Ferrari need to maximise recent success at French Grand Prix

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Mick Schumacher gives Haas a reason to smile after the recent point successes in Austria and Silverstone.

2022 has been a year of intense battles on and off the field, with Charles Leclerc and Max Verstappen going head-to-head on the track, while Red Bull and Mercedes bosses Christian Horner and Toto Wolff debated how the new regulations will most negatively impact their campaigns have had an impact.

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With Charles Leclerc emerging as the first contender for the lead, Verstappen hit back and took the lead dramatically, only for the 24-year-old Monegasse to counterattack again in the final episode in Austria.

As Formula 1 travels to a country rich in racing history, here are some of the most exciting storylines to watch out for in Marseille:

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Ferrari battle at critical time

Ferrari looked clear leaders in both the Drivers’ and Constructors’ Championships at the start of the season, but a series of engine failures at both Carlos Sainz and Charles Leclerc have seen the Italian horses fall behind their main 2022 rivals are.

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The first two races were won comfortably by the Monegasque driver, who was vying for his maiden championship, but that glory soon faded as his team made poor decisions and his engine stalled at critical points.

However, the last two races have put Ferrari back on the map. Not only did Leclerc manage to win his third race of the year in Austria, but Carlos Sainz won his first-ever F1 race at Silverstone the week before.

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With that momentum Ferrari should be able to go into the next race, a track where they have tremendous historical success and are looking to finish with a one-two.

Ferrari’s strategists and engineers still have a lot of work to do for both cars to finish a constant-speed race in the top positions, but they’ve shown it’s possible and it has to start this weekend if it’s to be a real one Title goes Fight is the order of the day.

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Schumacher and Magnussen at the Austrian GP both secured points for Haas

The rise of Schumacher

Another who could benefit from this momentum concept is Haas’ Mick Schumacher.

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Just a few weeks ago, the son of seven-time world champion Michael Schumacher was about to be ousted from the Haas team at the end of the season.

But not this week. No, this week Schumacher comes into a race after securing eighth and sixth places respectively at Silverstone and Austria.

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After 31 races, Schumacher was finally in the points and now looks unstoppable.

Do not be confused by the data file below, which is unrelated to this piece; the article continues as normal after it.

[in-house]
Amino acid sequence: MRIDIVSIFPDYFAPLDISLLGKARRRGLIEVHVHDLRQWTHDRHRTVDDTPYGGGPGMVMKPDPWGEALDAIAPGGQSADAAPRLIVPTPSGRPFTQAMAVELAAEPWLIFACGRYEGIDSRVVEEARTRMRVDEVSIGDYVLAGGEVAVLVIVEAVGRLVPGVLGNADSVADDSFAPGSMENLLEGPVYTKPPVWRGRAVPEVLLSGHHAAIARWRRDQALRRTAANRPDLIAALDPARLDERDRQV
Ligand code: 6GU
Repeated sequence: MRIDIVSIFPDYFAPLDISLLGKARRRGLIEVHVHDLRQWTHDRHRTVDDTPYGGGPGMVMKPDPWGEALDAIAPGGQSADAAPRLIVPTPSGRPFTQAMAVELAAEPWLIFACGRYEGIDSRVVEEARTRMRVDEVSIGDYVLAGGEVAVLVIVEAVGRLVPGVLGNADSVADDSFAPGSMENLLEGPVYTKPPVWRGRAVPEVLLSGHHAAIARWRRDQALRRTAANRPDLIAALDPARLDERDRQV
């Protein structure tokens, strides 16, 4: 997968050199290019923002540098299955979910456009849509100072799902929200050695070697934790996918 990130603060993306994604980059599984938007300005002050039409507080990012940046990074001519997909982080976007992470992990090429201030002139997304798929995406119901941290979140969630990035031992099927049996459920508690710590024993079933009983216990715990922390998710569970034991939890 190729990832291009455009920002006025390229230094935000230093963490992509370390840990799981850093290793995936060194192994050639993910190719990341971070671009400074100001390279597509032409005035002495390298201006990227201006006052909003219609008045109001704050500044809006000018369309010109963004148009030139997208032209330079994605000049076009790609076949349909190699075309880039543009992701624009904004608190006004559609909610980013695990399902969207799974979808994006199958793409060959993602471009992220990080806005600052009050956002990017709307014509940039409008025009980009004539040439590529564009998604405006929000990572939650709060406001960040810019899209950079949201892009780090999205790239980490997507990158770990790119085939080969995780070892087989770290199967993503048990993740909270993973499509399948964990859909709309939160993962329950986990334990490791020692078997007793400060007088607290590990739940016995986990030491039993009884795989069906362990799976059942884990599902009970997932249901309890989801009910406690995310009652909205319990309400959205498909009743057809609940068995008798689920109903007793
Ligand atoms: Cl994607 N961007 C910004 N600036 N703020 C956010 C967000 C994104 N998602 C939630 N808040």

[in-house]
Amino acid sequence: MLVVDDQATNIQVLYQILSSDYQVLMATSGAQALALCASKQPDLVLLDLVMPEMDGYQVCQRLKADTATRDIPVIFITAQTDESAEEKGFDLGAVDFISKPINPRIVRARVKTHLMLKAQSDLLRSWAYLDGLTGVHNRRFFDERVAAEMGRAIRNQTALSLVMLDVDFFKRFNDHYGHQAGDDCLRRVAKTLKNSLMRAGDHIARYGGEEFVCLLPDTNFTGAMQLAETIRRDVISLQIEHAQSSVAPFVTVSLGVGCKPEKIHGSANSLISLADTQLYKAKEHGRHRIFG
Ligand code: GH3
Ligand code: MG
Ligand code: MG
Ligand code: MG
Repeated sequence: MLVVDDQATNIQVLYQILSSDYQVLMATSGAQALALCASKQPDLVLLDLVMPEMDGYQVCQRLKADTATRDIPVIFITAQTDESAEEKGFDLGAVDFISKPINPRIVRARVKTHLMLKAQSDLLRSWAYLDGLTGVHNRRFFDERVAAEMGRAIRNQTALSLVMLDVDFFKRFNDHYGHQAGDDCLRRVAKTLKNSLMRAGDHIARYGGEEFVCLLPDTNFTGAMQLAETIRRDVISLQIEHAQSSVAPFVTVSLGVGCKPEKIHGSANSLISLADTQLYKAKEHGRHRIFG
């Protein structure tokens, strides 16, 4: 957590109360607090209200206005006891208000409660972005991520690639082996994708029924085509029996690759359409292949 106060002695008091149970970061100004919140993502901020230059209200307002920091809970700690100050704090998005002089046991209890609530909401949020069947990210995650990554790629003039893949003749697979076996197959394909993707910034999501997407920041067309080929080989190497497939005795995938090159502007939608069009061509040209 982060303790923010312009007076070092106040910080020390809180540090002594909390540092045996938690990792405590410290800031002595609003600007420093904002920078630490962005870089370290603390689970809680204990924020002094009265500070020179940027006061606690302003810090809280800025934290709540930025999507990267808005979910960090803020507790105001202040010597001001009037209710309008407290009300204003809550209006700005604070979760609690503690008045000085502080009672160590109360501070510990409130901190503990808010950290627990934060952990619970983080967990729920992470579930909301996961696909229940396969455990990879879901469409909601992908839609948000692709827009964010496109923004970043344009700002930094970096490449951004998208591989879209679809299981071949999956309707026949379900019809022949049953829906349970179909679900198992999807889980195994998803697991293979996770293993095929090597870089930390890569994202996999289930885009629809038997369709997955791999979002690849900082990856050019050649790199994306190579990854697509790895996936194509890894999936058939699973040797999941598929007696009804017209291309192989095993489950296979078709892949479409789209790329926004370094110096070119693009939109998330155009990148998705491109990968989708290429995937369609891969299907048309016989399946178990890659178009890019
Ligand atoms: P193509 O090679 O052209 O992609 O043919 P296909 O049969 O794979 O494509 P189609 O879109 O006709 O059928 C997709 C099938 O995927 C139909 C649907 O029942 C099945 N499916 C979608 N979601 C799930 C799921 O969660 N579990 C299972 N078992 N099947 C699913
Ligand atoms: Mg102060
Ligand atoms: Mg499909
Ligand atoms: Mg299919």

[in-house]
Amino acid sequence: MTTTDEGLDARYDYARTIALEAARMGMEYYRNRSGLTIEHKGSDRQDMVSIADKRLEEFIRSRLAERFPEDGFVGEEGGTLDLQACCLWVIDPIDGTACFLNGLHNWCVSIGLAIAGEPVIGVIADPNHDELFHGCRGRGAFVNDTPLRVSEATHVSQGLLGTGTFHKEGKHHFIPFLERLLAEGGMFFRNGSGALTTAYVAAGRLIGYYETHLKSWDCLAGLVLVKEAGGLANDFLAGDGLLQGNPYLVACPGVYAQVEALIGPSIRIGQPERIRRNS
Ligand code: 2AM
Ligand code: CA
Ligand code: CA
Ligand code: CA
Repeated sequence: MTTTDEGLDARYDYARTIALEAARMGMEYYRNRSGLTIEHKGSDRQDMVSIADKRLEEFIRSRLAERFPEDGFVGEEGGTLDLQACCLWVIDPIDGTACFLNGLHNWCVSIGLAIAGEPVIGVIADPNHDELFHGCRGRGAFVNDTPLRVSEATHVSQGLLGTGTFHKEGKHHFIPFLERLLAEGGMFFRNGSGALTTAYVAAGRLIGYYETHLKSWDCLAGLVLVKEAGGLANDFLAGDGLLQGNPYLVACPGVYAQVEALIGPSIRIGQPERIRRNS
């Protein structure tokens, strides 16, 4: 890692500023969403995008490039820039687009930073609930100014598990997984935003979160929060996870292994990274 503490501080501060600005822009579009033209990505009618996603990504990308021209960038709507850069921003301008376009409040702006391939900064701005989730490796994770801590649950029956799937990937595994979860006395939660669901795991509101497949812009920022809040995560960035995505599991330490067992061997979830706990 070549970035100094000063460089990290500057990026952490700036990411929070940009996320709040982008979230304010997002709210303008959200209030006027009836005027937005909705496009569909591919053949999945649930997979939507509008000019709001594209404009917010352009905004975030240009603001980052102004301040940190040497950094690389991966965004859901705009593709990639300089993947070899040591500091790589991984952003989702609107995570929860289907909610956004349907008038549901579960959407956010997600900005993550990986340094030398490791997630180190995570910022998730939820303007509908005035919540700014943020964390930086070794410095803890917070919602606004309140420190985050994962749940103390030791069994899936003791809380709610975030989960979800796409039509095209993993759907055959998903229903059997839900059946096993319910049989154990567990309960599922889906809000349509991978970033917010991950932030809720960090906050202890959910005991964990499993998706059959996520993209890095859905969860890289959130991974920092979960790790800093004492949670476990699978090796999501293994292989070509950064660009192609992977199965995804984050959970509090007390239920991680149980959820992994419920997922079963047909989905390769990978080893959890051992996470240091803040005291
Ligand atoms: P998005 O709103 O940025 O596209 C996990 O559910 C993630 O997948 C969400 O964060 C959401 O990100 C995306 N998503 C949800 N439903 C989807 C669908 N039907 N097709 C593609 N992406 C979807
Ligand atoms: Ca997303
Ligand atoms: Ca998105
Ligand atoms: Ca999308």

His battle for those points spots both included overtakes with drivers like Lewis Hamilton and Max Verstappen showing that contrary to what many speculated earlier in the season he really does have what it takes to be among the best.

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Schumacher’s addition to his team’s success has also catapulted Haas to seventh place among the constructors.

Schumacher reached Q2 at the circuit for the first time in 2021 and while he subsequently crashed in Q1, he highlighted a dramatic change in pace the young German had yet to see.

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With this history on the race track and his recent improvement in form, Günther Steiner suddenly has a little less to worry about than on normal race days.

Can Alpine take on McLaren?

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Two years ago McLaren was third in the Constructors’ Championship and last year they finished fourth.

They could drop another this year if Alpine is able to monopolize their recent success at their home circuit.

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Zak Brown and the rest of the Papaya crew would have hoped to fight for third place again, but now they are in danger of ending up among the other middle tier teams.

McLaren’s Daniel Ricciardo has struggled far more this season than his team can afford and he would have expected, but this has given way for the France-based team, formerly Renault, to widen the gap left by the Australian .

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A strong double-points finish for Alpine in Austria put the Papayas in fourth and en route to France, the crowd might very well be cheering for local driver Esteban Ocon and former two-time F1 champion Fernando Alonso to finally overtake their British-Americans rivals.

Where better to do that than in your own garden?

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